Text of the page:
Genetic studies clearly show that primary headaches (including migraine, tension, and cluster headaches) are multifactorial disorders characterized by a complex interaction between different genes and environmental factors. [Anttila: 2018]


Migraine is a chronic condition with a waxing and waning course. Although preventive approaches can decrease frequency, migraine episodes or clusters may persist throughout an individual’s life. The frequency of migraine/chronic headache is about the same in children, adolescents, and adults, but the same children do not necessarily continue to have headaches. In 1 study, 41% of people continued to have migraines, 39% went into remission, and 20% had migraine transformed to tension headache. [Monastero: 2006] In a longitudinal study, higher parental social class, female sex, migraine in childhood diagnosed by a physician, and neuroticism were associated with greater prevalence of migraine in adulthood. [Cheng: 2016] Appropriate treatment when headaches are infrequent may reduce the risk of progression to chronic daily headache. [Jensen: 2010] [Winner: 2008]

Practice Guidelines

Ozge A, Termine C, Antonaci F, Natriashvili S, Guidetti V, Wöber-Bingöl C.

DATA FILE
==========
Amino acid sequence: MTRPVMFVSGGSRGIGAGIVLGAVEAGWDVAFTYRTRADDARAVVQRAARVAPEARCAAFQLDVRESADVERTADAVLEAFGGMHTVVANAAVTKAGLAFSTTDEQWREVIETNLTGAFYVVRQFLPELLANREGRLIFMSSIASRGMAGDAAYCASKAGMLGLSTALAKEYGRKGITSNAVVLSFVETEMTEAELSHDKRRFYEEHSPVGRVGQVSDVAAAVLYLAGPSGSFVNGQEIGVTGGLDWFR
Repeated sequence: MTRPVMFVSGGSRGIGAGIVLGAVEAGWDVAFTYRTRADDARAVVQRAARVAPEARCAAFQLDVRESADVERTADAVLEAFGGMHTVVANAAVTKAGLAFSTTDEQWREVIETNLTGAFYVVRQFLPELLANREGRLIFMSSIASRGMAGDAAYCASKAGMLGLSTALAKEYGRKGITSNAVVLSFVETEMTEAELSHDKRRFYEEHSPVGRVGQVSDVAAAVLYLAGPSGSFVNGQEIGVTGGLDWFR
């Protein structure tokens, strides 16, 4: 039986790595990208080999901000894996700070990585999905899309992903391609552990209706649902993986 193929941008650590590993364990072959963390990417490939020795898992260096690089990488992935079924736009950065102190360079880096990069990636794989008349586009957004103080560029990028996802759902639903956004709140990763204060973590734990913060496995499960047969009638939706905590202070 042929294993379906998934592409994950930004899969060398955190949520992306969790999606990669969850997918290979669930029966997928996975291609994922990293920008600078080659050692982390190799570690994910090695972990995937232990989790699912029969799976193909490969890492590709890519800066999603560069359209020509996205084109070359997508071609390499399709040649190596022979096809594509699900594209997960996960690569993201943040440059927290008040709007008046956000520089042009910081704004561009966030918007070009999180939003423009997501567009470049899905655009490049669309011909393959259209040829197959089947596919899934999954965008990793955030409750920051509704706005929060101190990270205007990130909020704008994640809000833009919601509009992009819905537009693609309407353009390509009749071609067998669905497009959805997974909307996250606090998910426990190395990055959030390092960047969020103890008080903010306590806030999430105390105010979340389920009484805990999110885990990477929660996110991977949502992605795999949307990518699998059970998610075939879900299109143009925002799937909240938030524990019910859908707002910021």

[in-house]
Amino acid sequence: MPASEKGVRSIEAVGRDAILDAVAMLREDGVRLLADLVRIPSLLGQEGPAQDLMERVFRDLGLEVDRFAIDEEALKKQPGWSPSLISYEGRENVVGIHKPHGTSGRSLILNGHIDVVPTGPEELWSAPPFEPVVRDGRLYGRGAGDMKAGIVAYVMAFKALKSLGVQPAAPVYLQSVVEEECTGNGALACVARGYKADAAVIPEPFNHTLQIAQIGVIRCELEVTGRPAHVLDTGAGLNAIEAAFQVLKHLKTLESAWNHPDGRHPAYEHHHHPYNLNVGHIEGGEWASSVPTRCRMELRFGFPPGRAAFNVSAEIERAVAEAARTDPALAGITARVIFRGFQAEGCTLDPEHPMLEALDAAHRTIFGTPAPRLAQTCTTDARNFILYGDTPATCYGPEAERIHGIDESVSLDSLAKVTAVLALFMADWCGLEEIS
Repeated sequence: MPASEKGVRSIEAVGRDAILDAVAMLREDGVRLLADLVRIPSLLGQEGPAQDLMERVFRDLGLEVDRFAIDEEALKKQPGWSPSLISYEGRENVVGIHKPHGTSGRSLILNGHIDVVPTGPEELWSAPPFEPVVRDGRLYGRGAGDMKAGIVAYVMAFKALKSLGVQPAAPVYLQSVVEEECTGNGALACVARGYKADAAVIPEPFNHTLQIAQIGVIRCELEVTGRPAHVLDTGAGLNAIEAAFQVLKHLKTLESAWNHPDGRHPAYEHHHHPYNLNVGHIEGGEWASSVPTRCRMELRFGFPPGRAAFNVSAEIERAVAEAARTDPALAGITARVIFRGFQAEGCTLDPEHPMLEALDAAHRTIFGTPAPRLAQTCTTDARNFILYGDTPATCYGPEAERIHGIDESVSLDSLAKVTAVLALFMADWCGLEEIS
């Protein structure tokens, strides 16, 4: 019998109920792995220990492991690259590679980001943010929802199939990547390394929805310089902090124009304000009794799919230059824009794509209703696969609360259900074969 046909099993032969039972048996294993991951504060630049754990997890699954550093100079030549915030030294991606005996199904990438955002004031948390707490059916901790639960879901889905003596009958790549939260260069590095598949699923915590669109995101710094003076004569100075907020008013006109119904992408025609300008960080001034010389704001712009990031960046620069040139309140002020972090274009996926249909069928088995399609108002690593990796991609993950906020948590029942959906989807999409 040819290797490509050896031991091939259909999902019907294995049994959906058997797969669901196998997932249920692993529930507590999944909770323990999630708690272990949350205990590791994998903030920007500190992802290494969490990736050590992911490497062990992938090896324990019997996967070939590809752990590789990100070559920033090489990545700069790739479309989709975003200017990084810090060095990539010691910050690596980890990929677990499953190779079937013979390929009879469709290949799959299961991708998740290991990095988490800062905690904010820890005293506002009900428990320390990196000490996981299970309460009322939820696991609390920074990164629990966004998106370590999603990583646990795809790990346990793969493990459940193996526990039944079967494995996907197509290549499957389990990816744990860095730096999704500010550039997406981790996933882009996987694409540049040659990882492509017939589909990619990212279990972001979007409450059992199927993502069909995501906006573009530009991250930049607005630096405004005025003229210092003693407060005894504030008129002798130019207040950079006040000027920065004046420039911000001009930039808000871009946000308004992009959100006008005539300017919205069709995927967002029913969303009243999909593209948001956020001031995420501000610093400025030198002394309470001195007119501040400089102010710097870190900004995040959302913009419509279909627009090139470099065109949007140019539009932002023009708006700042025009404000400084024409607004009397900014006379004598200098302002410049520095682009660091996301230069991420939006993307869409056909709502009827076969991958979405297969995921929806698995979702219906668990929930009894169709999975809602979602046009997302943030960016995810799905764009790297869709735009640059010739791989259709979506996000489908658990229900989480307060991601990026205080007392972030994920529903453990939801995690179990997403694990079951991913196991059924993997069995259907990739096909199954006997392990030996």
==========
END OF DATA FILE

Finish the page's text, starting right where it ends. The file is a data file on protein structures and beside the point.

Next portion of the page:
Overview of diagnosis and management of paediatric headache. Part I: diagnosis.
J Headache Pain. 2011;12(1):13-23. PubMed abstract / Full Text

Termine C, Ozge A, Antonaci F, Natriashvili S, Guidetti V, Wöber-Bingöl C.
Overview of diagnosis and management of paediatric headache. Part II: therapeutic management.
J Headache Pain. 2011;12(1):25-34. PubMed abstract / Full Text

Roles of the Medical Home

The International Headache Classification (ICHD-2) for pediatric migraine can guide the medical home clinician in diagnosing and managing children with migraine headaches without specialty referral. [Ozge: 2011] If headaches are unresponsive to treatment, become more frequent or severe, or are associated with a concerning history or exam findings, collaboration with pediatric neurology may be helpful. This may involve a single consultation resulting in recommendations and a treatment plan. Occasionally, ongoing neurology management and/or other subspecialty involvement may be indicated. Many neurologists’ considerations can be addressed by the medical home before referral, including sleep hygiene, hydration, regular/healthy meals, use of electronics, and psychosocial factors in the home or school, such as divorce or bullying.

Often a letter to the patient’s school requesting 504 Plan accommodations is useful. Accommodations may include the ability to use a water bottle and the bathroom when necessary, decreased homework (e.g., shorter essays or every other math problem) so the amount of missed work due to absence for headache does not feel insurmountable. The child or adolescent, and their family, will likely have ideas for accommodations that they think will be useful. If the child has already missed a lot of school, communication with the teacher and support from a Behavioral Health specialist will be especially important. In general, the child should not be withdrawn from school because of headaches. Education and Schools provides further information about communications, supports, and eligibility for 504 accommodations. See Referral to Behavioral Health for Chronic Pain Management (Primary Children's Hospital) (PDF Document 260 KB).

Clinical Assessment